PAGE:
Robert Downey Jr. gives a career-best performance as Strauss. It’s been a while since we’ve seen him act. Sure, he’ll be mostly known for playing Tony Stark/Iron Man, but let’s get real. When was the last time we saw him act beyond his known persona? It’s such an against-type performance that it could be comparable to the moment when Henry Fonda starred in Sergio Leone‘s Once Upon a Time in the West. Downey is usually known for playing the charming, ageless good guy. With Strauss, he subtly portrays the complete polar opposite of what he has always imbued on screen.
Cillian Murphy also gives the best performance of his career. It took him six movies for him to lead in a Christopher Nolan picture, but it seems the director knew exactly when he would be ready to lead his film.
Downey and Murphy are joined by the most incredible ensemble of the year (alongside Greta Gerwig‘s Barbie, both released on the same day), with Emily Blunt, Florence Pugh, Rami Malek, Matt Damon, Alden Ehrenreich, Dane DeHaan, Jason Clarke, Tony Goldwyn, Steve Coulter, Gary Oldman, Casey Affleck, Kenneth Branagh, James Remar, Benny Safdie, the list goes on. Everyone is at the top of their game, no matter how big or small their parts are.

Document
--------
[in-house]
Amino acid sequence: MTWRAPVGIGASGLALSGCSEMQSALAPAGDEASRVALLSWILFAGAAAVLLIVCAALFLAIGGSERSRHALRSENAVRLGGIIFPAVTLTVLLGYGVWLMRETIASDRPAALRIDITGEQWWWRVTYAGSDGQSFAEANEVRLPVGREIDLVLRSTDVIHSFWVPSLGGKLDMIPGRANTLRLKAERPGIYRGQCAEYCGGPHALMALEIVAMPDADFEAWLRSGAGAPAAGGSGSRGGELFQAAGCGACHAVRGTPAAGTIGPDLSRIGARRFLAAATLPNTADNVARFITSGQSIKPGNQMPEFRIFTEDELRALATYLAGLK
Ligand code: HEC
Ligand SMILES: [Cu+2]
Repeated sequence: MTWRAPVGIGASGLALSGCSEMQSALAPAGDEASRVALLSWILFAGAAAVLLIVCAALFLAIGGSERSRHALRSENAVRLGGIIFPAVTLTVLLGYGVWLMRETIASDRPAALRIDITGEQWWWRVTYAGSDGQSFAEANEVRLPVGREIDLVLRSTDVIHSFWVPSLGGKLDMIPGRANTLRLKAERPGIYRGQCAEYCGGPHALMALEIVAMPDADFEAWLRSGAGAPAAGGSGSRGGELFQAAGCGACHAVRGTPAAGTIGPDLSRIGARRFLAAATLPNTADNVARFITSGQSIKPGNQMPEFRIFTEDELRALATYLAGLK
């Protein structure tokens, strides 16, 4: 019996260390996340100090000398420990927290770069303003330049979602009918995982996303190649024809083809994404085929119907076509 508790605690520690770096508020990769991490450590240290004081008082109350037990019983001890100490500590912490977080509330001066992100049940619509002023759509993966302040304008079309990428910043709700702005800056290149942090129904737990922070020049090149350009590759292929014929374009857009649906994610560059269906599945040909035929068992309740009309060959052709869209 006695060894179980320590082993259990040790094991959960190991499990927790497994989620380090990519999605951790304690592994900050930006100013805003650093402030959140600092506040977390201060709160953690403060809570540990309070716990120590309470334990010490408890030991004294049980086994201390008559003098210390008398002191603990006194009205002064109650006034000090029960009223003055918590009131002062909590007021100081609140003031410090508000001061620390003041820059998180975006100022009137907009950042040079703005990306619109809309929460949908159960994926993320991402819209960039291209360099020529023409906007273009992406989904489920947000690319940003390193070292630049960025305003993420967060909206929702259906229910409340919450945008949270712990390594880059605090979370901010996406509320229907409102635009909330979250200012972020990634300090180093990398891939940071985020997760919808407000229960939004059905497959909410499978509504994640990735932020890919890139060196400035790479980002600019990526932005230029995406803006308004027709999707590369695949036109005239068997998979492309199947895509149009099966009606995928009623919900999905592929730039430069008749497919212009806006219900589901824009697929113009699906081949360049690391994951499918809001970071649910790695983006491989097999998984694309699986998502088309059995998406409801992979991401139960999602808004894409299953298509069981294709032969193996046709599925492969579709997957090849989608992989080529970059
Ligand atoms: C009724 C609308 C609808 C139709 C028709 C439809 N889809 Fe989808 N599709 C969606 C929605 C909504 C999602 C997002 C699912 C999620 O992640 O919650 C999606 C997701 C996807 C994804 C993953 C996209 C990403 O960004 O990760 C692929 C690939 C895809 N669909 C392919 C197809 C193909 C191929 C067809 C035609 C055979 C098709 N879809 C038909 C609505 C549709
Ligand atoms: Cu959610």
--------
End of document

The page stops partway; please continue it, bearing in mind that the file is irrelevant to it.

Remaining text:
History, science, and consequences
Safdie’s Edward Teller shares a rather gut-wrenching scene with Murphy in the wake of the Trinity test, knowing what they are putting out in the world. Oldman also impresses with his portrayal of President Harry S. Truman in the film’s most vital scene. This is where Oppenheimer finally realizes the consequences of his action and how he will truly remember himself as the man who destroyed the Earth through his harrowing discovery.